Kemp v. Skolnik et al, No. 2:2009cv02002 - Document 16 (D. Nev. 2010)

Court Description: ORDER DENYING as moot Plaintiff's 1 Motion/Application for Leave to Proceed in forma pauperis. Filing fee has been paid. Plaintiff's 15 Motion to Vacate Order is GRANTED. Plaintiff's Amended Complaint 8 is DISMISSED without prej udice for failure to state a claim upon which relief may be granted. Plaintiff to file Amended Complaint within 30 days of this Order. All remaining motions 5 9 11 13 are DENIED. Signed by Judge Philip M. Pro on 6/24/10. (Copies have been distributed pursuant to the NEF - ECS, forms and copy of Amended Complaint to Plaintiff)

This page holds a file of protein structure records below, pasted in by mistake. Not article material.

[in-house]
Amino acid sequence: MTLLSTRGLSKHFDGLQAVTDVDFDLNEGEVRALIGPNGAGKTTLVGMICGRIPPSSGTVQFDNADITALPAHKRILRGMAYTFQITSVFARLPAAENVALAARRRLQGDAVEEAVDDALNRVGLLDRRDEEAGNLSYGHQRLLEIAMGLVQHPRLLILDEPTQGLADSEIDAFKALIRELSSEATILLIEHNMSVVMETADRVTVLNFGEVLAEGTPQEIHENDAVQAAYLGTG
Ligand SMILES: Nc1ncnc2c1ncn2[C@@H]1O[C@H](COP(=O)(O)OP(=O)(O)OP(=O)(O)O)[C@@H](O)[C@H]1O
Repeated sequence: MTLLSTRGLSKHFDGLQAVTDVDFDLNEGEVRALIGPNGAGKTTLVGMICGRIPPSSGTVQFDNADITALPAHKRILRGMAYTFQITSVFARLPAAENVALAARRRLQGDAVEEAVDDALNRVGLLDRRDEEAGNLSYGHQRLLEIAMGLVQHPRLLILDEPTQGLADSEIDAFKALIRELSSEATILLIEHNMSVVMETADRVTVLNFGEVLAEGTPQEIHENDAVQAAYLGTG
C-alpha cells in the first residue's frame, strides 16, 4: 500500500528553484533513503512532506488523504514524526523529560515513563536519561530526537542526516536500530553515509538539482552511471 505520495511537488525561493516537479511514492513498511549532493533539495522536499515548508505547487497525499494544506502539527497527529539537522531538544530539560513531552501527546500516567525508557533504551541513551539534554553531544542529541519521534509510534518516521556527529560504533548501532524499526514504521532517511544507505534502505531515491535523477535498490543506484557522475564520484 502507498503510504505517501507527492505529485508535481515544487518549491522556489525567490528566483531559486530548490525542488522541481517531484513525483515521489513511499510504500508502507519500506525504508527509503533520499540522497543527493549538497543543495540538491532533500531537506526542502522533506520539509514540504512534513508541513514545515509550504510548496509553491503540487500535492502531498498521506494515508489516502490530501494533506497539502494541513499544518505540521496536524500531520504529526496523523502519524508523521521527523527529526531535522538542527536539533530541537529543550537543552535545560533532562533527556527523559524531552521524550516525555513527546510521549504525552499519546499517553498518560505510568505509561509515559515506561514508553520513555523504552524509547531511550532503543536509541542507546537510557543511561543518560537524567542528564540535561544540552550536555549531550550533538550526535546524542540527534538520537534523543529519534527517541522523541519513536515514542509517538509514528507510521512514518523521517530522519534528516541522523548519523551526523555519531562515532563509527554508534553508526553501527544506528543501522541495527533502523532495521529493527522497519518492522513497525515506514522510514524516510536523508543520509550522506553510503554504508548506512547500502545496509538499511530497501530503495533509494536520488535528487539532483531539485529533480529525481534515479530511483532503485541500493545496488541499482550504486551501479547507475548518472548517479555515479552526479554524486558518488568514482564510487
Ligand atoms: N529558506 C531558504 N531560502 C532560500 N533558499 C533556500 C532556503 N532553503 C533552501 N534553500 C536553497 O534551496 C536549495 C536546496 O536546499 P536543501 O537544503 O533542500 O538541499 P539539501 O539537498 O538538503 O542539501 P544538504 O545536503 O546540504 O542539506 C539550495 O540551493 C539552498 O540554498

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Kemp v. Skolnik et al Doc. 16 1 2 3 4 UNITED STATES DISTRICT COURT DISTRICT OF NEVADA 5 6 7 KEITH KEMP, 8 Plaintiff, 2:09-cv-02002-PMP-LRL 9 vs. ORDER 10 11 12 HOWARD SKOLNIK, et al. Defendants. 13 14 This prisoner civil rights action comes before the Court for initial review of the Amended 15 Complaint (#8) under 28 U.S.C. § 1915A as well as on Plaintiff’s initial application (#1) to 16 proceed in forma pauperis, motion (#5) for an order to the Marshal to indicate costs of service, 17 motion (#9) for the Nevada Attorney General to accept service of the amended complaint, 18 motion (#11) for anticipatory wage garnishment, motion (#13) regarding access to courts, and 19 motion (#15) to vacate order requiring a new pauper application. 20 Fee Payment and Pauper Applications 21 The record reflects payment of the filing fee on February 18, 2010. See ## 2 & 4. The 22 initial pauper application (#1) therefore will be denied as moot, and plaintiff’s motion (#15) to 23 vacate the order requiring a new pauper application will be granted. Given that the filing fee 24 has been paid, the Court proceeds to screening of the Complaint, as amended. The Court 25 will address the remaining pending motions at the end of this Order. 26 Screening 27 When a “prisoner seeks redress from a governmental entity or officer or employee of 28 a governmental entity,” the court must “identify cognizable claims or dismiss the complaint, 1 or any portion of the complaint, if the complaint: (1) is frivolous, malicious, or fails to state a 2 claim upon which relief may be granted; or (2) seeks monetary relief from a defendant who 3 is immune from such relief.” 28 U.S.C. § 1915A(b). 4 In considering whether the plaintiff has stated a claim upon which relief can be granted, 5 all material factual allegations in the complaint are accepted as true for purposes of initial 6 review and are to be construed in the light most favorable to the plaintiff. See,e.g., Russell 7 v. Landrieu, 621 F.2d 1037, 1039 (9th Cir. 1980). 8 unsupported by any actual allegations of fact are not assumed to be true in reviewing the 9 complaint. Ashcroft v. Iqbal, ___ U.S. ___, 129 S.Ct. 1937, 1949-51 & 1954, 173 L.Ed.2d 868 10 (2009). That is, bare, naked and conclusory assertions that merely constitute formulaic 11 recitations of the elements of a cause of action and that are devoid of further factual 12 enhancement are not accepted as true and do not state a claim for relief. Id. However, mere legal conclusions 13 Further, the factual allegations must state a plausible claim for relief, meaning that the 14 well-pleaded facts must permit the court to infer more than the mere possibility of misconduct: 15 16 17 18 19 20 21 22 23 24 25 [A] complaint must contain sufficient factual matter, accepted as true, to “state a claim to relief that is plausible on its face.” [Bell Atlantic Corp. v. Twombly, 550 U.S. 544, 570, 127 S.Ct. 1955, 1974, 167 L.Ed.2d 929 (2007).] A claim has facial plausibility when the plaintiff pleads factual content that allows the court to draw the reasonable inference that the defendant is liable for the misconduct alleged. Id., at 556, 127 S.Ct. 1955. The plausibility standard is not akin to a “probability requirement,” but it asks for more than a sheer possibility that a defendant has acted unlawfully. Ibid. Where a complaint pleads facts that are “merely consistent with” a defendant's liability, it “stops short of the line between possibility and plausibility of ‘entitlement to relief.’ ” Id., at 557, 127 S.Ct. 1955 (brackets omitted). . . . . [W]here the well-pleaded facts do not permit the court to infer more than the mere possibility of misconduct, the complaint has alleged - but it has not “show[n]” - “that the pleader is entitled to relief.” Fed. Rule Civ. Proc. 8(a)(2). Iqbal, 129 S.Ct. at 1949-50. 26 Allegations of a pro se complainant are held to less stringent standards than formal 27 pleadings drafted by lawyers. Haines v. Kerner, 404 U.S. 519, 520, 92 S.Ct. 594, 596, 30 28 L.Ed.2d 652 (1972). -2- 1 In the Amended Complaint (#8),1 Plaintiff Keith Kemp seeks to pursue claims against: 2 (a) Dwight Nevens, the Warden of High Desert State Prison (“High Desert”), in both his 3 individual and official capacity; (b) William Kuloloia, a High Desert caseworker, in his individual 4 capacity; and (c) Jenny Mae Statler, alleged to be a former High Desert law library supervisor, 5 in her individual capacity. 6 7 In Count I, Plaintiff alleges that he was denied due process of law and “liberty interests” in violation of the Fourteenth Amendment. 8 Plaintiff alleges in Count I that Defendant Statler, as the former High Desert law library 9 supervisor, failed to provide him with legal supplies and legal materials for approximately 44 10 days, from on or about August 25, 2008, through October 9, 2008, “despite proof of ‘pro se’ 11 status in my time-sensitive appeals . . . thus completely denying my access to the courts.” He 12 alleges that Statler “continued to provide only intermittent, sporadic, and insufficient service 13 until 2/9/09,” when she was transferred or replaced. Plaintiff does not allege any specific 14 actual harm in any specific court case. He instead refers to his other allegations in the 15 complaint being susceptible to proof “by numerous filings in the 8th Judicial District Court, U.S. 16 Supreme Court, and countless ‘kites’ and ‘grievances’ filed within the D.O.C.”2 17 18 19 20 21 22 23 24 25 26 27 28 1 Under Local Rule LR 15-1 any amended complaint filed must be complete in itself without reference to prior filings. Thus, any allegations, parties, or requests for relief from prior papers that are not carried forward in the amended complaint no longer will be before the Court. Consistent with this rule, it appears from a review of the pleadings that the Amended Complaint (#8) in this particular case is presented as a “stand-alone” document superceding the original complaint (#3). The Court accordingly screens the Amended Complaint. 2 #8, at 3A & 4. The Court has taken into account Plaintiff’s factual allegations in the “Nature of the Case” portion of the complaint form. This portion of the form instead is to be used to briefly summarize – in the space provided – the background of the case. Specific factual allegations supporting individual counts instead should be stated in each individual count. That is, the detail that Plaintiff included in a general narrative under the “Nature of the Case” instead needed to be stated in the individual counts of the complaint, so that it is clear what claims are being pursued in which counts against which defendants on which facts. The Court nonetheless took into account the specifics in the “Nature of the Case” in considering the individual counts. Plaintiff further cross-referenced to additional allegations for each count in multiple other places in the pleading. Plaintiff simply should add an additional page after each count to assert the additional allegations. Despite the cross-referencing back and forth in the pleading, the Court took all such allegations into account. -3- 1 Plaintiff further alleges in Count I that Defendant Kuloloia, as a High Desert 2 caseworker, was aware of Plaintiff’s alleged lack of access to the courts and his alleged 3 improper placement in punitive segregation. 4 In this regard, plaintiff alleges that he was placed in punitive segregation on September 5 23, 2008, after he requested to be placed in protective custody. He alleges that he remained 6 in punitive segregation for 167 days until January 24, 2009, when he was placed in 7 disciplinary segregation after receiving a “write-up” for a violation, such that he had remained 8 in “the hole” continuously up to the time of the complaint. He alleges that he was subjected 9 to atypical and significant hardships as compared to the general prison population, in that was 10 subjected to less than 3 hours per week of outdoor exercise, one shower every 72 hours 11 rather than three times a week, reduced telephone access, reduced meal portions and 12 canteen privileges, intermittent access to a caseworker, often being denied the right to make 13 legal calls, and being placed in handcuffs every time that he left his cell. 14 Plaintiff alleges that Defendant Kuloloia failed to place him in the proper classification 15 and failed to conduct timely classification review. He alleges that Kuloloia further failed to 16 transfer him to acceptable housing and failed to separate him from staff and inmates who 17 threatened, taunted, ridiculed and goaded him, allegedly making his existence almost 18 unbearable. Kemp alleges that Kuloloia failed to take action despite receiving “countless” 19 “kites” and “many” grievances from Kemp. 20 Plaintiff alleges in Count I that Defendant Nevens, as Warden at High Desert, also was 21 personally aware of these same issues via his kites and grievances yet failed to take action. 22 In Count II, Plaintiff alleges that he was denied his right to redress grievances and his 23 right to access to the courts in violation of the First Amendment. He substantially realleges, 24 with minor variations, the same allegations as to Defendants Statler, Kuloloia and Nevens 25 under Count II that he relied upon in support of Count I. He additionally alleges that 26 Defendant Kuloloia never resolved, corrected, or remedied any of the issues despite “a deluge 27 of ‘kites’ and grievances” that he submitted regarding the conditions alleged under Count I as 28 well as regarding access to the law library, legal phone calls, and the courts. -4- 1 In Count III, Plaintiff alleges that he was subjected to cruel and unusual punishment in 2 violation of the Eighth Amendment. He alleges that he initially requested to be placed in 3 protective custody because members of the Aryan Warriors threatened to stab and kill him if 4 he remained in general population because he did not have enough “paperwork” to convince 5 them that he was “o.k.” Plaintiff alleges that “I cooperated (‘snitched’) with the investigating 6 authorities and told them ‘who threatened me, why, and what gang they belonged to.’”3 He 7 thereafter was housed in punitive segregation for 167 days “awaiting transfer to protective 8 segregation.” 9 environment where inmates were constantly taunting, cursing, ridiculing, and threatening me 10 almost 24 hours a day.” He alleges that a senior correctional officer threatened to let an 11 inmate into his cell to stab and rape him. Kemp alleges that he filed a “lewd amount” of kites 12 and grievances, including an emergency grievance, with no effect. 13 14 He alleges that “I was forced to live in a psychologically tortuous [sic] On Count III, Plaintiff alleges that Defendants Kuloloia and Nevens were made aware of these alleged circumstances through his kites and grievances but did nothing. 15 Plaintiff seeks compensatory and punitive damages together with permanent injunctive 16 relief. He seeks injunctive relief as to access to legal supplies and materials, the frequency 17 of inmate law clerk visitation in segregation units, and mandatory separation of administrative 18 and protective segregation inmates away from “psychologically tortuous [sic] conditions 19 commonly and routinely ‘doled out’ by punitive segregation inmates.” 20 21 At the outset, the claims for injunctive relief are moot because plaintiff no longer is housed at High Desert. 22 Against that backdrop, plaintiff does not present a viable claim against Defendant 23 Nevens in his official capacity. Plaintiff may not recover monetary damages from Defendant 24 Nevens in his official capacity. First, claims for monetary damages from state officials in their 25 official capacity are barred by state sovereign immunity under the Eleventh Amendment. 26 See,e.g., Taylor v. List, 880 F.2d 1040, 1045 (9th Cir. 1989); Cardenas v. Anzal, 311 F.3d 929, 27 28 3 Plaintiff perhaps may wish to safeguard his legal papers inside prison containing such a statement. -5- 1 934-35 (9th Cir. 2002). Second, state officials sued in their official capacity for monetary 2 damages in any event are not “persons” subject to suit under 42 U.S.C. § 1983. See Will v. 3 Michigan Dept. of State Police, 491 U.S. 58, 71 & n.10, 109 S.Ct. 2304, 2312 n.10, 105 4 L.Ed.2d 45 (1989). 5 Count I fails to state a claim for relief against Defendant Statler for a denial of due 6 process of law and “liberty interests” in violation of the Fourteenth Amendment. As the Court 7 discusses below as to Count II, the allegations presented fail to state a claim for relief under 8 the First Amendment. The Due Process Clause of the Fourteenth Amendment provides no 9 greater protection in this context than do the more relevant and directly applicable provisions 10 of the First Amendment. 11 Count I further fails to state due process claims against Defendants Kuloloia and 12 Nevens based upon their allowing him to remain in a punitive segregation unit for 167 days 13 while awaiting space in a protective custody unit. A liberty interest protected by the Due 14 Process Clause arises only where a restraint imposes an atypical and significant hardship on 15 the inmate in relation to the ordinary incidents of prison life or will invariably affect the duration 16 of the inmate’s sentence. See Sandin v. Conner, 515 U.S. 472, 484, 115 S.Ct. 2293, 2300, 17 132 L.Ed.2d 418 (1995); Myron v. Terhune, 476 F.3d 716, 718 (9th Cir. 2007). Plaintiff 18 presents no nonconclusory allegations tending to establish that these requirements have been 19 satisfied. His allegations regarding, e.g., exercise and shower frequency and the like do not 20 tend to establish that the conditions in the punitive segregation unit differ significantly from 21 those imposed upon inmates in administrative segregation or protective custody. The failure 22 to present allegations demonstrating such a different is significant under Sandin. See,e.g., 23 Myron v. Terhune, 476 F.3d at 718. Plaintiff has failed to state a plausible claim for relief 24 against Defendants Kuloloia and Nevens under the Due Process Clause. 25 The allegations regarding alleged harassment by other inmates and staff is addressed 26 under the Eighth Amendment claim asserted in Count III. Such allegations are not a matter 27 addressed directly under the Due Process Clause rather than the Eighth Amendment. 28 Count I therefore is subject to dismissal in its entirety. -6- 1 Count II fails to state a claim for relief against any of the Defendants under the First 2 Amendment for denial of a right of access to the courts. At the outset, the right protected 3 under the First Amendment is a right to access to the courts, not a right to a particular legal 4 resource or resources. See Lewis v. Casey, 518 U.S. 343, 350-51, 116 S.Ct. 2174, 2179-80, 5 135 L.Ed.2d 606 (1996). Accordingly, alleging only a denial of access to a particular legal 6 resource, without more, does not present a viable First Amendment claim. Rather, in order 7 to present a plausible First Amendment claim in this context, the plaintiff must present factual 8 allegations that would show actual injury to his ability to present a claim to the courts. 518 9 U.S. at 351-52, 116 S.Ct. at 2180. In the present case, Plaintiff does not present any 10 nonconclusory factual allegations that would tend to establish actual injury. He therefore fails 11 to state a viable First Amendment claim against any of the Defendants. 12 Nor does Count II state a plausible claim for relief against Defendants Kuloloia and 13 Nevens based upon their alleged failure to grant relief in response to Plaintiff’s kites and 14 grievances. A prison's failure to provide the relief requested in an inmate grievance does not 15 itself give rise to a First Amendment violation. Otherwise, the failure to provide the relief 16 requested in every inmate grievance automatically would constitute a First Amendment 17 violation. Whatever claims may arise on the circumstances underlying the grievances, the 18 failure to provide relief in response to a grievance itself does not constitute or give rise to a 19 separately cognizable claim under the First Amendment. 20 Count II therefore is subject to dismissal in its entirety. 21 Count III also fails to state a claim upon which relief may be granted. Verbal 22 harassment is insufficient to state a claim under the Eighth Amendment. Keenan v. Hall, 83 23 F.3d 1083, 1092 (9th Cir.1996), amended by 135 F.3d 1318 (9th Cir.1998); Oltarzewski v. 24 Ruggiero, 830 F.2d 136, 139 (9th Cir.1987). Threats, even threats of bodily injury, additionally 25 are insufficient to state a claim under the Eighth Amendment. Gaut v. Sunn, 810 F.2d 923, 26 925 (9th Cir.1987). Count III therefore is subject to dismissal in its entirety. 27 28 The entire complaint, as amended, thus is subject to dismissal, as to all defendants. The Court will give Plaintiff an opportunity to amend to state a claim, if possible. -7- Remaining Motions 1 Given that the Amended Complaint fails to state a claim upon which relief may be 2 3 granted, all remaining pending motions will be denied. 4 Additionally, Plaintiff in any event is not entitled to relief on the motion (#5) for an order 5 to the Marshal to indicate costs of service and the motion (#9) for the Nevada Attorney 6 General to accept service of the amended complaint. Service does not proceed in a prison 7 civil rights matter until after the Court has screened the complaint and ordered a response 8 from the defendants. The motion (#11) for anticipatory wage garnishment is without merit, as such relief is 9 10 not available on the showing made. 11 The motion (#13) regarding access to courts in truth is a memorandum rather than a 12 motion. The memorandum discusses alleged issues regarding access to the courts at Ely 13 State Prison, where Plaintiff currently is incarcerated. A federal court action proceeds on the 14 basis of claims presented in the pleadings and motions requesting specified relief with regard 15 to those claims. The pleadings do not present any issues concerning Ely State Prison, and 16 the Court does not take action based upon memoranda, letters, notices, or declarations filed 17 in the record instead of a motion seeking specified relief. 18 IT THEREFORE IS ORDERED that the initial application (#1) to proceed in forma 19 pauperis is DENIED as moot and the motion (#15) to vacate the order (#14) requiring a new 20 pauper application is GRANTED. The record reflects that the filing fee has been paid in this 21 action. 22 IT FURTHER IS ORDERED that the Complaint, as amended by #8, is DISMISSED 23 without prejudice for failure to state a claim upon which relief may be granted, subject to leave 24 to amend within thirty (30) days of entry of this order to correct the deficiencies in the 25 Amended Complaint if possible. 26 IT FURTHER IS ORDERED that, on any such amended complaint filed, plaintiff shall 27 clearly title the amended complaint as an amended complaint by placing the words “SECOND 28 AMENDED” immediately above “Civil Rights Complaint” on page 1 in the caption and shall -8- 1 place the docket number, 2:09-cv-02002-PMP-LRL, above the words “SECOND AMENDED” 2 in the space for “Case No.” 3 Under Local Rule LR 15-1 any amended complaint filed must be complete in itself 4 without reference to prior filings. Thus, any allegations, parties, or requests for relief from prior 5 papers that are not carried forward in the amended complaint no longer will be before the 6 Court. 7 The Clerk of Court shall provide plaintiff with a copy of the Amended Complaint (#8) 8 together with two copies of a Section 1983 complaint form and one copy of the instructions 9 for same. 10 All remaining motions (## 5, 9, 11 & 13) are DENIED. 11 If an amended complaint is filed in response to this order, the Court will screen the 12 amended pleading before ordering any further action in this case. 13 If plaintiff does not timely mail an amended complaint to the Clerk for filing, a final 14 judgment dismissing this action will be entered. If the amended complaint does not correct 15 the deficiencies identified in this order and otherwise does not state a claim upon which relief 16 may be granted, a final judgment dismissing this action will be entered. 17 DATED: June 24, 2010. 18 19 _________________________________ PHILIP M. PRO United States District Judge 20 21 22 23 24 25 26 27 28 -9-